In order to embrace the new opportunities, ideas and perspectives that an education presents, Peter says it's important to be prepared—and what's more important than getting ready for your very first day of school?
- Create a level of excitement for the first-day-of-school experience, Amy says. "We look at school as … an exciting time in your life—meeting new kids and learning new things—and we try to instill that in our kids," she says.
- Breed familiarity. Amy says she frequently took her son for walks past his school before he started kindergarten so that he would get used to the location and the school grounds.
- Get your child ready for learning at home, Amy says, with educational toys, games and, above all, books!
- Prepare for school the night before, Amy says. Pick an outfit and have your child pack his or her backpack in the evening to make getting out the door in the morning that much easier.
- Avoid smothering your child when you drop him or her off for school on that first day, Amy says. This will help them make a smooth, emotionally healthy transition to school.
Based on her experience, Cathy shares with Peter the skills and knowledge she says kids need before they start the school year in order to be successful:
- How to have a routine: "If [students] have good routines at home, it's very easy for us to give them good routines at school," Cathy says.
- How to cooperate and work as a team member: Cathy says parents should arrange for their children to participate in activities where they can learn to play cooperatively before school starts.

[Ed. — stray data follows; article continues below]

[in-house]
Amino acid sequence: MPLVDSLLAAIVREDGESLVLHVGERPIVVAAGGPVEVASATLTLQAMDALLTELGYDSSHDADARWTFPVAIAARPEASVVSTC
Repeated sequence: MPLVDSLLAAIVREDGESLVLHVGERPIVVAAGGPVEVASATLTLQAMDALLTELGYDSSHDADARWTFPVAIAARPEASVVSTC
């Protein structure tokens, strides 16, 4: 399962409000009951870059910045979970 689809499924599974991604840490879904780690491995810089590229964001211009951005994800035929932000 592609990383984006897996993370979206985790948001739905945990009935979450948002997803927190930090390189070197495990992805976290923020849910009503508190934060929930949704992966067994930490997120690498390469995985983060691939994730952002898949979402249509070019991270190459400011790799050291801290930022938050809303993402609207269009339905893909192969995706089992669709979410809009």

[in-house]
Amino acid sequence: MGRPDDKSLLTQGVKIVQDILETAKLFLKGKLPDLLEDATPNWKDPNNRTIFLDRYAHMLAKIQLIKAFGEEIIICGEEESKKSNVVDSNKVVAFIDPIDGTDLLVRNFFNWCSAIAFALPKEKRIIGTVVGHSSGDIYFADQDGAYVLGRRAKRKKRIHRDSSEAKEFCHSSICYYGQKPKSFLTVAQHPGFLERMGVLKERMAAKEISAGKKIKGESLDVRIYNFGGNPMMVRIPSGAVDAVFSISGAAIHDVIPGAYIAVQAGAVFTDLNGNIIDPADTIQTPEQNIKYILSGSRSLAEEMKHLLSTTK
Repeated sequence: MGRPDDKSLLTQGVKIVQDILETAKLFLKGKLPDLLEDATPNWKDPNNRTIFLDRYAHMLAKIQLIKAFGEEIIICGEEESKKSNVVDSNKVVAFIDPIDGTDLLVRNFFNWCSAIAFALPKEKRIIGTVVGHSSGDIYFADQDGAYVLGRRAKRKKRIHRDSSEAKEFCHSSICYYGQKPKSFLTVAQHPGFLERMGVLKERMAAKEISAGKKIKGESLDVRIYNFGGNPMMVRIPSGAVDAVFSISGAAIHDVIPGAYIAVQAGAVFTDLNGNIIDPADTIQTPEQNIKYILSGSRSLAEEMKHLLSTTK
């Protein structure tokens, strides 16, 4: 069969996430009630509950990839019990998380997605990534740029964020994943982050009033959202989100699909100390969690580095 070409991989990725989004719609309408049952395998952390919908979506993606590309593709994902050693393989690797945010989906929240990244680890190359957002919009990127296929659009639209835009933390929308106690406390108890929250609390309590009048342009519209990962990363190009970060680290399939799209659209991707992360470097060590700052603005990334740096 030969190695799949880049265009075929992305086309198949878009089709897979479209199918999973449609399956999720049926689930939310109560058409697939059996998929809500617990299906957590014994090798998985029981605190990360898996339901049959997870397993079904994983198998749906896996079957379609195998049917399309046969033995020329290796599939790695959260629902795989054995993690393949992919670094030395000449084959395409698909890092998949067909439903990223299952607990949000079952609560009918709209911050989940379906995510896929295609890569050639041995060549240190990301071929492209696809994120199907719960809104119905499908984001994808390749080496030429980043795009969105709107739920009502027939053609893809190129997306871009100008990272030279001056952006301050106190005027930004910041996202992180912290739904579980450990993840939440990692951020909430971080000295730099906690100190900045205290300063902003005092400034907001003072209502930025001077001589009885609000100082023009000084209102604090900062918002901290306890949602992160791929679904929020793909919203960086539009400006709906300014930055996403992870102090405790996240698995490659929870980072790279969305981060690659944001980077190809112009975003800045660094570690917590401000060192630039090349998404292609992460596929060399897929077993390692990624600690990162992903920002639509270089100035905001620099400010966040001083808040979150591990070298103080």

- How to read and count: Cathy says kids who learn their numbers and the alphabet at home are generally more successful in school. "Not just reading to them, but having the children see you read as an adult," she adds.
- How to experiment: Engage kids in hands-on activities, such as baking cookies or art projects, to give them an educational edge, Cathy says.
"There's going to be life four years from now that you will be totally responsible for, so it's a transition of having maybe mom, dad, aunt, uncle or grandma—whomever may be your primary caregiver—kind of turn over the reins to you, and that you will be in control," Dr. Mansfield says.
Karen says parents can help smooth the transition with the following advice:
- Don't do everything for them. Let your child get his or her own credit card, pay the bills and pack, Karen says. "If not everything gets done they'll learn there are consequences," she says. "It's a way of showing them that you have some faith in them—that they can do it themselves."
- Learn about resources at your child's college. When parents are informed about tutoring, dining, health care and other resources on campus, it helps relieve anxiety, Karen says. "They can then be a coach to their kids when their kids do run into problems instead of trying to jump in and solve the problems for them," she says.